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Development of coronary artery stenosis in a patient with metastatic renal cell carcinoma treated with sorafenib
© Haltas et al.; licensee BioMed Central Ltd. 2012
Received: 11 January 2012
Accepted: 11 June 2012
Published: 11 June 2012
Tyrosine kinase inhibitors (TKIs) are currently approved for the treatment of metastatic renal cell carcinoma (mRCC). The cardiotoxic effects of sorafenib and sunitinib may cause hypertension, left ventricular ejection fraction (LVEF) dysfunction and/or congestive heart failure (CHF), and arterial thrombo-embolic events (ATE). Only three cases of coronary artery disease related to sorafenib therapy have been described in the literature, and all were due to arterial vasospasm without evidence of coronary artery stenosis on angiography. Cardiotoxicity is commonly associated with the presence of cardiovascular risk factors, such as a history of hypertension or coronary artery disease.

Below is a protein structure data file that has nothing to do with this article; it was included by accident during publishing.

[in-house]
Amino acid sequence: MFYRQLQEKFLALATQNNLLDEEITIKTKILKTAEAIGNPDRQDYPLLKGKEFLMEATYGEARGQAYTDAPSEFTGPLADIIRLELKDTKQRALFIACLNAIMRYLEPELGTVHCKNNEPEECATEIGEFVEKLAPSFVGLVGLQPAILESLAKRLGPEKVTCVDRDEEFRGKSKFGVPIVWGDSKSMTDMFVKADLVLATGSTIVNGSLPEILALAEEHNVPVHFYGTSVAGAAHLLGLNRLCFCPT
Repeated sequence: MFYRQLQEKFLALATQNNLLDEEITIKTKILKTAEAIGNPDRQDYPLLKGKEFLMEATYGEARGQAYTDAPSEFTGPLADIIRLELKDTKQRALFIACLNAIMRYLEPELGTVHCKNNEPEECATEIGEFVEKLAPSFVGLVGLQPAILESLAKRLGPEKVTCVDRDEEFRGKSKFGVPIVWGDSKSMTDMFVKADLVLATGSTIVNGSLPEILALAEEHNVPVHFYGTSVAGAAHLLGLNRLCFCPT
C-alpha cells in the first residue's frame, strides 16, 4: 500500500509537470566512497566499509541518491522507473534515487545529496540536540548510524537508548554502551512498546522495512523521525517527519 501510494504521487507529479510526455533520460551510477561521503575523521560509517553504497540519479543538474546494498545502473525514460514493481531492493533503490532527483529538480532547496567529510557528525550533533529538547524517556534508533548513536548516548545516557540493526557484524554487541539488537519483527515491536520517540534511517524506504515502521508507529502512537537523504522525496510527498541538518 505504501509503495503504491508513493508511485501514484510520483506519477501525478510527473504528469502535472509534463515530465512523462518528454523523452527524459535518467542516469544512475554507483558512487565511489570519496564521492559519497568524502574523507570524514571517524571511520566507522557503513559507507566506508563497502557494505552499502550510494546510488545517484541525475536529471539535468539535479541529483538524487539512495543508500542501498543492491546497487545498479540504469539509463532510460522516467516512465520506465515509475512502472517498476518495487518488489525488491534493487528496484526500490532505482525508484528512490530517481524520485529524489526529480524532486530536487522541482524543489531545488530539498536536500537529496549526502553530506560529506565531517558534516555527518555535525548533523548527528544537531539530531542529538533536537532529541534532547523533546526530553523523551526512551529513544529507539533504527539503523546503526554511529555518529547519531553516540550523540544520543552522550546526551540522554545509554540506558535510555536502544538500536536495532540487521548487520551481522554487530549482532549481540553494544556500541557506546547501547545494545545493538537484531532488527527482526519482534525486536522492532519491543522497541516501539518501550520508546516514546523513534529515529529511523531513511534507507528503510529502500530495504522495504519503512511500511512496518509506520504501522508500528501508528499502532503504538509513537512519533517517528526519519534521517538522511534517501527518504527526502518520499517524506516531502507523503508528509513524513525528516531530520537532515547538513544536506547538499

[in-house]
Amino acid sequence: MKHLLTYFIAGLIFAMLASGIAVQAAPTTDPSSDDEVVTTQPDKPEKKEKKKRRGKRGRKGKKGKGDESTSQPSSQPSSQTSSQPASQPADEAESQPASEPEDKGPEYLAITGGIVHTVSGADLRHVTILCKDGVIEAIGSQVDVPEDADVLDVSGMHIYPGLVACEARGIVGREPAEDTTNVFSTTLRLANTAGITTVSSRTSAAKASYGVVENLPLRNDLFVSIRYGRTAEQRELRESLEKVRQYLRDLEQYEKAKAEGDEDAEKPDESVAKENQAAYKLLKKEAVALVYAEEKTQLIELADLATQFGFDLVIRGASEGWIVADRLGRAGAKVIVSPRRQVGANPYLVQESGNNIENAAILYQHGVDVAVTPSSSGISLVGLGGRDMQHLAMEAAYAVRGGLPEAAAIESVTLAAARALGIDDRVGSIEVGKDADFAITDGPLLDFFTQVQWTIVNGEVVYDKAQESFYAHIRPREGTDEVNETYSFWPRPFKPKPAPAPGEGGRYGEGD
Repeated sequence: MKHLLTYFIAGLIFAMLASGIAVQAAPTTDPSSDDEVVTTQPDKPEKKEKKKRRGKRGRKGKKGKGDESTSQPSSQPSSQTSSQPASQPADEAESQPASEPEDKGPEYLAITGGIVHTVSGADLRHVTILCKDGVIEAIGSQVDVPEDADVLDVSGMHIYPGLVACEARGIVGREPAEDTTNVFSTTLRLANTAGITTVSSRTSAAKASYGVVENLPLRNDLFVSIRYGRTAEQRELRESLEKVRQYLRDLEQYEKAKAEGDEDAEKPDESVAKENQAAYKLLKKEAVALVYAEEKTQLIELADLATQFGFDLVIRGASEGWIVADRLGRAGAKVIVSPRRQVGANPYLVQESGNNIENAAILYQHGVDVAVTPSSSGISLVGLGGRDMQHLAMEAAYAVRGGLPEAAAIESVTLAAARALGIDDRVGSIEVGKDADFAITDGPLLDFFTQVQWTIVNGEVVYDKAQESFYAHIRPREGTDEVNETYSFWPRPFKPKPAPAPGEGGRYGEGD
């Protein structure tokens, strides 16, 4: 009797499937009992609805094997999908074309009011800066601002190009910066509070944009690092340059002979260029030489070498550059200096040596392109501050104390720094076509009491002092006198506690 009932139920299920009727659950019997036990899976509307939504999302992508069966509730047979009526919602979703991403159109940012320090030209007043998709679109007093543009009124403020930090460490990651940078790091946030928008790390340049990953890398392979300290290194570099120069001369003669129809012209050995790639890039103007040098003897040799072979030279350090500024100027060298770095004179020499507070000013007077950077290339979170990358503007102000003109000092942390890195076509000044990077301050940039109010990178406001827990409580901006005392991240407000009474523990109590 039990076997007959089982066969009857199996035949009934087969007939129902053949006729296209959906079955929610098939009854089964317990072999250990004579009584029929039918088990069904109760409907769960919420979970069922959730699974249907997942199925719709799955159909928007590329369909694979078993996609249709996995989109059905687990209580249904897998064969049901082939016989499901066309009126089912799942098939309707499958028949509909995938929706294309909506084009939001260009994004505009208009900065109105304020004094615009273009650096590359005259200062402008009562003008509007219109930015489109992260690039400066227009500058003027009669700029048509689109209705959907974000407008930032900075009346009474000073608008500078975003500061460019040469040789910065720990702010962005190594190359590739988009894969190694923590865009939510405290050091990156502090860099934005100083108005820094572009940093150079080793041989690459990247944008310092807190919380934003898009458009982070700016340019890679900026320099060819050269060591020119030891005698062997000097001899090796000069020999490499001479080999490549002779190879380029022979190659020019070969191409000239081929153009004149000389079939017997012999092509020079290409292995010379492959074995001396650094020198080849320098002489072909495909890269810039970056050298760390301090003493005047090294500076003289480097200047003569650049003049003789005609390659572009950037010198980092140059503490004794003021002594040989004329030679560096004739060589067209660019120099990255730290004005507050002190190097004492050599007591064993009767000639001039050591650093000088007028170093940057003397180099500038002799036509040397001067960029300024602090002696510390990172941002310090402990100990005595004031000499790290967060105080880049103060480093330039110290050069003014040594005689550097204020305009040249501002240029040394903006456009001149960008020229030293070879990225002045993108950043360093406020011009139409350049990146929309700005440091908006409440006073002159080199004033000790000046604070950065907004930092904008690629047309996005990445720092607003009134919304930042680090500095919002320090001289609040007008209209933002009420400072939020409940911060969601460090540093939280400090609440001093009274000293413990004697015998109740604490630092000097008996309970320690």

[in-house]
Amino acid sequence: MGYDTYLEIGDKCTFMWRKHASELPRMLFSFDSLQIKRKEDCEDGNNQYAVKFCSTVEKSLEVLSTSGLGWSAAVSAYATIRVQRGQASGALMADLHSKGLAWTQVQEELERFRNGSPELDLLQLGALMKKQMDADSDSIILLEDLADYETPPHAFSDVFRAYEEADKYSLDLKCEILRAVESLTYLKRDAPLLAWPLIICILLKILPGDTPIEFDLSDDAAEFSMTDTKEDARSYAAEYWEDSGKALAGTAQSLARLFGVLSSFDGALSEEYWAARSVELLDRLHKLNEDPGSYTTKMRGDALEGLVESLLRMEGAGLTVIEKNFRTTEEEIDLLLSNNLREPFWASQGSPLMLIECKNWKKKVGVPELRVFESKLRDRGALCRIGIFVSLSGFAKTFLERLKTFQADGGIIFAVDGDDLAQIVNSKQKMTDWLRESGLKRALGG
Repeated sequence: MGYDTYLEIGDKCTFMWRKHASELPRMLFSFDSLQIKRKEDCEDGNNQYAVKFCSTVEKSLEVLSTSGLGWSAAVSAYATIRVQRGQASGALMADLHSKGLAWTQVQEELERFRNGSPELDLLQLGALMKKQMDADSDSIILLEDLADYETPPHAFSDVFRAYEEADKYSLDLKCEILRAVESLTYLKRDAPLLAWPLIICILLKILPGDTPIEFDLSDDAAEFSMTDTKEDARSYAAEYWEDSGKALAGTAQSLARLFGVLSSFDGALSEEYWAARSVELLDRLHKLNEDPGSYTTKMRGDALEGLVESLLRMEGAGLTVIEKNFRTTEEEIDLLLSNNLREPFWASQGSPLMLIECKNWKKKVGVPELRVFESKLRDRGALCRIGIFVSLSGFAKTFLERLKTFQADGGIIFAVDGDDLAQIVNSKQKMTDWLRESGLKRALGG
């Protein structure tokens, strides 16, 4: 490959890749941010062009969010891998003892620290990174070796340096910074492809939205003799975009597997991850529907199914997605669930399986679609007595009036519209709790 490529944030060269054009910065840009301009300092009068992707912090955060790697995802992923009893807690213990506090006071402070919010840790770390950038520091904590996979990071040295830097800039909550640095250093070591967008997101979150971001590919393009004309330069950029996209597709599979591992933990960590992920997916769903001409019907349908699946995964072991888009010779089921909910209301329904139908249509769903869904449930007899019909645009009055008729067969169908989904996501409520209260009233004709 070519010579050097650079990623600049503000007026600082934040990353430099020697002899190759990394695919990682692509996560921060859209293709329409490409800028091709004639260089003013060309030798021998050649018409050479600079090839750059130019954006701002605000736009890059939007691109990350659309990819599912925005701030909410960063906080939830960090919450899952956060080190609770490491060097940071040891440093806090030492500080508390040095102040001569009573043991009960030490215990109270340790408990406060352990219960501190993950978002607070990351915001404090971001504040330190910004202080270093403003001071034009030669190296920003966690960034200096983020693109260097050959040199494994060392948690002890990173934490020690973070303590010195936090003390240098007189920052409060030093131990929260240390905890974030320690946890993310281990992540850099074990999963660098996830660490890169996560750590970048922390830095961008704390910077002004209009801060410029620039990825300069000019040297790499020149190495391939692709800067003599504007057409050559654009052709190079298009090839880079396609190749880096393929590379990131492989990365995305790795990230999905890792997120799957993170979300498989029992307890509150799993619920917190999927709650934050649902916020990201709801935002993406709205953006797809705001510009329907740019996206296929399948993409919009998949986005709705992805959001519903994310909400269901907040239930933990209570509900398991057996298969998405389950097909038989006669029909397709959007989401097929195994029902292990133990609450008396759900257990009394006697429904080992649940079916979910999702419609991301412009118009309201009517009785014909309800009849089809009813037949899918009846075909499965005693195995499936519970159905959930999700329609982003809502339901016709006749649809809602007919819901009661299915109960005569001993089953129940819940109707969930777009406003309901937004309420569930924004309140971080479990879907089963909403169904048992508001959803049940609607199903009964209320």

We describe a patient who experienced an unusual cardiac event after 2 years of sorafenib treatment. A 58-year-old man with mRCC developed acute coronary syndrome (ischemia/infarction) associated with critical sub-occlusion of the common trunk of the left coronary artery and some of its branches, which was documented on coronary angiography. The patient underwent triple coronary artery bypass surgery, and sorafenib treatment was discontinued. He did not have any cardiovascular risk factors, and his cardiac function and morphology were normal prior to sorafenib treatment.